Ridership declined by 26% between 1999–2005 as freight congestion and track maintenance on the Union Pacific Railroad reduced the Coast Starlight's on-time performance to 2%, which Amtrak characterized as "dismal." By mid-summer in 2006 delays of 5–11 hours were common. Critics dubbed the train the Star-late. During early summer 2008, the Coast Starlight was relaunched with new amenities and refurbished equipment. In July 2008, refurbished Pacific Parlour cars returned to service as part of the relaunch. This was much anticipated, due to the success of Amtrak's relaunches of the Empire Builder. Between FY2008 and FY2009, ridership on the Coast Starlight jumped 15% from 353,657 passengers to 406,398 passengers. Operating conditions on the UP improved as well; by May 2008 on-time performance had jumped to 86%.
On February 24, 2019, train #11 struck a fallen tree near Oakridge, Oregon after a rare heavy snowstorm. The train was stranded for 36 hours before tracks could be cleared for a Union Pacific locomotive to tow the train back to Eugene-Springfield.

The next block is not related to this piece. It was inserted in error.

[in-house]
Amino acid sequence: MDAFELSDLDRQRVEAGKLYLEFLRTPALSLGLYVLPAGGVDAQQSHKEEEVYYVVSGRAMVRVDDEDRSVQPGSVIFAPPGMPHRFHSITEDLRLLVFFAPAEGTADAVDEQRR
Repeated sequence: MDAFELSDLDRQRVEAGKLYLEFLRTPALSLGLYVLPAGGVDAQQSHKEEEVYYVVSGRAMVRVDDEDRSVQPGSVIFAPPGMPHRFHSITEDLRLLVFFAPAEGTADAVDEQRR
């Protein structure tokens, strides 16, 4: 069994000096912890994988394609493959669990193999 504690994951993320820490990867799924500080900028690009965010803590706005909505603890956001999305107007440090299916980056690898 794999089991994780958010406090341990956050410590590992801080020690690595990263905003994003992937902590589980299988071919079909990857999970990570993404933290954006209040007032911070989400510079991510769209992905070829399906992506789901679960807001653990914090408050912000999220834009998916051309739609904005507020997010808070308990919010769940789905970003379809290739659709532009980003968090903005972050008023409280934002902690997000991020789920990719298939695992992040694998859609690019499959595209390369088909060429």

The 2018 California State Rail Plan, prepared by Caltrans, outlines a number of planned improvements to rail infrastructure in the state of California. These proposals include near-term plans to create additional stops on the Coast Subdivision at Soledad and King City for use by the Coast Starlight. There is also a proposal in the Capitol Corridor Vision plan to improve the right-of-way shared by the Capitol Corridor and Coast Starlight between Oakland and Martinez. The proposal would re-route the train from along the coastline to a new tunnel through Franklin Canyon and a right-of-way next to California State Route 4 that would reduce the trip time by several minutes.
Except for two sections, most of the Coast Starlight route is on former Southern Pacific lines now owned by the Union Pacific Railroad. The Coast Starlight runs over the following lines:
- BNSF Seattle Subdivision (ex-NP, later ex-BN): Seattle to Portland, Oregon
- UP Brooklyn Subdivision: Portland to Eugene, Oregon
- UP Cascade Subdivision: Eugene to Klamath Falls, Oregon
- UP Black Butte Subdivision: Klamath Falls to Dunsmuir, California